Being in the ‘prime of life’, health problems of individuals ranging from teenage years to late twenties rarely cause concern. However, this stage of life can be challenging for many reasons. As young men and women push their bodies to achieve athletic, aesthetic and professional goals, they may not keep track of nutrition and may follow restrictive diets and develop undiagnosed nutritional deficiencies.
In the last issue of our Health Science News Page we discussed aspects of skin cancer and the damage caused by excessive sun exposure. The most common risk factor of non-melanoma skin cancer is excessive sunlight exposure. However, it is important to note that the non-melanoma skin cancers—basal and squamous cell carcinomas—are not as lethal as melanoma which can also occur on areas of the skin not exposed to the sun. Sun exposure can cause free radical damage to skin cells, leading to DNA damage and skin aging, and may eventually cause skin cancer; however, that is not the only risk factor.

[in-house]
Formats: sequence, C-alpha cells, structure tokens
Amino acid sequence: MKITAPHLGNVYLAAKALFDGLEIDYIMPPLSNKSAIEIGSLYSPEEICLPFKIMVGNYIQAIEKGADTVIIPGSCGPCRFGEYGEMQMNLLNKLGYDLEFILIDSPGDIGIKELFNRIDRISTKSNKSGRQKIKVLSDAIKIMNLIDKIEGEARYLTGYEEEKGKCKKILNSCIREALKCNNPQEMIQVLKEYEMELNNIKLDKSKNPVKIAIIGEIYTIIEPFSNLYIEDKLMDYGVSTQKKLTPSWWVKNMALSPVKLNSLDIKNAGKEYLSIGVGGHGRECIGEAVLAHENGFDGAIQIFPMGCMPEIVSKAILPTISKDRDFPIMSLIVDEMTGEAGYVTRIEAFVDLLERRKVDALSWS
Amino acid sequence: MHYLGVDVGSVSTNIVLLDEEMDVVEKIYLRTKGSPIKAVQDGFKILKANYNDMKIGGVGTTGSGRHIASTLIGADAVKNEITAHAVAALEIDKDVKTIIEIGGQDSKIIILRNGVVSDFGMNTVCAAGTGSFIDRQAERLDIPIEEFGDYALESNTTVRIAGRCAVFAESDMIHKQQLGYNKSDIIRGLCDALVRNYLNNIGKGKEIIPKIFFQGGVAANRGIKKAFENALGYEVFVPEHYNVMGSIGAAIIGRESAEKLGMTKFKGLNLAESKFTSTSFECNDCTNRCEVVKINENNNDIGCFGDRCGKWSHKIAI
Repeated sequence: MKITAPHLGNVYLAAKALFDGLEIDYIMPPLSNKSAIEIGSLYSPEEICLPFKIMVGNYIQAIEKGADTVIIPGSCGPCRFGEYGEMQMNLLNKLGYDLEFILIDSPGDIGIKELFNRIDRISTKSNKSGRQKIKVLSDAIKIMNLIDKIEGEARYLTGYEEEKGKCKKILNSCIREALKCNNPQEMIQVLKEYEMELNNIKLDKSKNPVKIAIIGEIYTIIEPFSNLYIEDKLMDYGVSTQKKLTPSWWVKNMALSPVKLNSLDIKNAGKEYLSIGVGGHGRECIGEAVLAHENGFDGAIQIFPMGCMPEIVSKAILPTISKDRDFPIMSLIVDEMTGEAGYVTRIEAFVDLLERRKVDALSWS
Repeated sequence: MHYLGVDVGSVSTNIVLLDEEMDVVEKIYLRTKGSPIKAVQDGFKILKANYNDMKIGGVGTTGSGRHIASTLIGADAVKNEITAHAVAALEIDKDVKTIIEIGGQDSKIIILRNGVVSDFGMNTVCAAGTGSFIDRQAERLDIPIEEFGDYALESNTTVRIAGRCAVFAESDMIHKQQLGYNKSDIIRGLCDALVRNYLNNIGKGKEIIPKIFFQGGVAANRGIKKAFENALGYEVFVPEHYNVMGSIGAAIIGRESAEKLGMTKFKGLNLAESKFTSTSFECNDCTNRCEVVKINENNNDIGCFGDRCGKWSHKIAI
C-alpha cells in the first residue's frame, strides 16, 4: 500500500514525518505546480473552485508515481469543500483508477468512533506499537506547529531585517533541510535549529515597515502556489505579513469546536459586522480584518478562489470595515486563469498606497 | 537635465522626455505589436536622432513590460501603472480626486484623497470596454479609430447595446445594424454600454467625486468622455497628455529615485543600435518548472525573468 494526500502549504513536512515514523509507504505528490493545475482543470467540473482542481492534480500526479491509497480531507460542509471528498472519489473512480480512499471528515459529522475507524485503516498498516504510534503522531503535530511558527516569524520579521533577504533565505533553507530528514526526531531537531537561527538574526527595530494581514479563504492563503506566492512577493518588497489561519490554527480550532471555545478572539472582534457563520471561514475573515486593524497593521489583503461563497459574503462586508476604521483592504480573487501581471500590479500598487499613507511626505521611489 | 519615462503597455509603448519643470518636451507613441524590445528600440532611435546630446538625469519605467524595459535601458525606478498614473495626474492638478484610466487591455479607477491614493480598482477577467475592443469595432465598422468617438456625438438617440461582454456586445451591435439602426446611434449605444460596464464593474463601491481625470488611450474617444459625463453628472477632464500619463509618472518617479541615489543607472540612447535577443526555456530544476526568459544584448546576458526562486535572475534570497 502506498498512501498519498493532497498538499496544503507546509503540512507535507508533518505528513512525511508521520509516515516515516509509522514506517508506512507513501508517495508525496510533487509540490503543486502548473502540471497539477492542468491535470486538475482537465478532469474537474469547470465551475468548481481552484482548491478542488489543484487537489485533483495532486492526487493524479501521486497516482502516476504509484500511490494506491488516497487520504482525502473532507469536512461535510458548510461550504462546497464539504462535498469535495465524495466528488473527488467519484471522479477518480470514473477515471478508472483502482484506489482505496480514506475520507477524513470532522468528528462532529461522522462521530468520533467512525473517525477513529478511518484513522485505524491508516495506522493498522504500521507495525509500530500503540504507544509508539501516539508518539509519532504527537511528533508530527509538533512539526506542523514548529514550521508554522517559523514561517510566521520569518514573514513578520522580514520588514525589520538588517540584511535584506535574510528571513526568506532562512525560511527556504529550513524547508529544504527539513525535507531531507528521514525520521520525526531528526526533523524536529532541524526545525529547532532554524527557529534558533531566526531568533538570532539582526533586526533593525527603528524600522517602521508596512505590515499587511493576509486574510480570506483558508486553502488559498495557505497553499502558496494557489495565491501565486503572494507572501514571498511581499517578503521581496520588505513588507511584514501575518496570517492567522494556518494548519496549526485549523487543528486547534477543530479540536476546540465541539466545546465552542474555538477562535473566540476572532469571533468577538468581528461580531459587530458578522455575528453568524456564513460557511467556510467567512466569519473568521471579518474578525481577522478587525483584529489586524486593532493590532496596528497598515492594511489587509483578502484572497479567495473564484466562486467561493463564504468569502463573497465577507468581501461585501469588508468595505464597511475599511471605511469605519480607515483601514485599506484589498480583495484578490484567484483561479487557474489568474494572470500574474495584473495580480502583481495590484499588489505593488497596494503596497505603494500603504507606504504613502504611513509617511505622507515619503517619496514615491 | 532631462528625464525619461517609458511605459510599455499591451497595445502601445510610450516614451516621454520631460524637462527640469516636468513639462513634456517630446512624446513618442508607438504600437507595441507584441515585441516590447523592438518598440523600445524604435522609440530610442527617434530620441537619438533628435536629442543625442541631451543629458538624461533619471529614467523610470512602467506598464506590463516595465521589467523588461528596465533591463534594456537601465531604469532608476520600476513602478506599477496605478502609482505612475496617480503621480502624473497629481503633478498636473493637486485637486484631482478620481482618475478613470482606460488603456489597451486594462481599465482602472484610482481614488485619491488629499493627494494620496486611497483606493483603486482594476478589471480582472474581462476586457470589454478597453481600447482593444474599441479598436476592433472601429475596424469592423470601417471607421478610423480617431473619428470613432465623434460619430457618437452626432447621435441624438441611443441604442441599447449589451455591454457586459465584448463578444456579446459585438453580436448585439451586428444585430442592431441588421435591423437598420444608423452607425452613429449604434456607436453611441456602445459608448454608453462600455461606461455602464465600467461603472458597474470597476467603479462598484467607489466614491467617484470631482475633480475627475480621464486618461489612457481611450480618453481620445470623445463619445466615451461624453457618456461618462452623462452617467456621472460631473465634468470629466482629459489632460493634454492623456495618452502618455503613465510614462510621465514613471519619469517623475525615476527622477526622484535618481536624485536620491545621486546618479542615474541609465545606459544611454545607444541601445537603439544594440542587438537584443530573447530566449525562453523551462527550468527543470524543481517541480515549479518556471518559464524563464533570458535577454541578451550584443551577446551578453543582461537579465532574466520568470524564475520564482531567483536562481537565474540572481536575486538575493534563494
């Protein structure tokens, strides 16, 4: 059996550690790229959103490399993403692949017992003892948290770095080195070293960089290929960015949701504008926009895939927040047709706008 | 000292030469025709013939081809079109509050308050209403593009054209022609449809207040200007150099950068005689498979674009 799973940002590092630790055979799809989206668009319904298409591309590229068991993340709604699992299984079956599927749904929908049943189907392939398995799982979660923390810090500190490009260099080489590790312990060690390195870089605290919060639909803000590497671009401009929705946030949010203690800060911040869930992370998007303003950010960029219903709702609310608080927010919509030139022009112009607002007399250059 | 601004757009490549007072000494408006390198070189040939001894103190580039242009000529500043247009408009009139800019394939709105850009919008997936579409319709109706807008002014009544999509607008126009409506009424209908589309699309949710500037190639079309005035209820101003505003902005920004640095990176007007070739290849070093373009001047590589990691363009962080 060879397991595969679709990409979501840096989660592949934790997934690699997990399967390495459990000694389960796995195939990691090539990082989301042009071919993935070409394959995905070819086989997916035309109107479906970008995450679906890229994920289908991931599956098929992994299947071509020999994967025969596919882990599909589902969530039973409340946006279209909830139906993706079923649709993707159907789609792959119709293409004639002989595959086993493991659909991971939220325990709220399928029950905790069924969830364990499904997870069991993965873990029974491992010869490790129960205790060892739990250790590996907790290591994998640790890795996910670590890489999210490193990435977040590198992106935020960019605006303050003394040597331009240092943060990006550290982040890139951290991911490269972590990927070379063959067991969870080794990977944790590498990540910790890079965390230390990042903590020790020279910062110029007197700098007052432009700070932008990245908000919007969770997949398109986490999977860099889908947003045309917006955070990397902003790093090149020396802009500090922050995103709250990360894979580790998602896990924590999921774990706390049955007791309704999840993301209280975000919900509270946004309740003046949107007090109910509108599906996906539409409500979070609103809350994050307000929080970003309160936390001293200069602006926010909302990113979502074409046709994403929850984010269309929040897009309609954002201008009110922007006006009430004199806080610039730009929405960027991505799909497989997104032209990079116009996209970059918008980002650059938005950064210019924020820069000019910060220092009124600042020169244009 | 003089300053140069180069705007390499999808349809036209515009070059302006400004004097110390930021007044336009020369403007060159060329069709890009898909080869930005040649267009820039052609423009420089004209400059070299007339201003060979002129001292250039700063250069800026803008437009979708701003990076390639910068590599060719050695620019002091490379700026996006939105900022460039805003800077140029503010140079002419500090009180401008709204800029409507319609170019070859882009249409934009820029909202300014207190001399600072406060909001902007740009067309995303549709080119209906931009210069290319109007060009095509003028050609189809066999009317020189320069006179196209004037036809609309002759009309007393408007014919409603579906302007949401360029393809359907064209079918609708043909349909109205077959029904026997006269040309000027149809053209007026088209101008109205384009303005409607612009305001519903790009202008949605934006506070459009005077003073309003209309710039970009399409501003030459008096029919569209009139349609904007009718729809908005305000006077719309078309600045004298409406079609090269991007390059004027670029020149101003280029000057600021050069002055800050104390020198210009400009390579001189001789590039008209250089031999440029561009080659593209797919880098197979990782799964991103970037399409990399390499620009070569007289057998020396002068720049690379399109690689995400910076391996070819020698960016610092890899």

With the arrival of summer people become acutely aware of sun exposure, skin cancers and the use of sunscreen. Worldwide, one in three diagnosed cancers is classified under skin cancer. Basal cell carcinoma, squamous cell carcinoma, and melanoma are the most common forms of skin cancer, and malignant melanoma is the most fatal.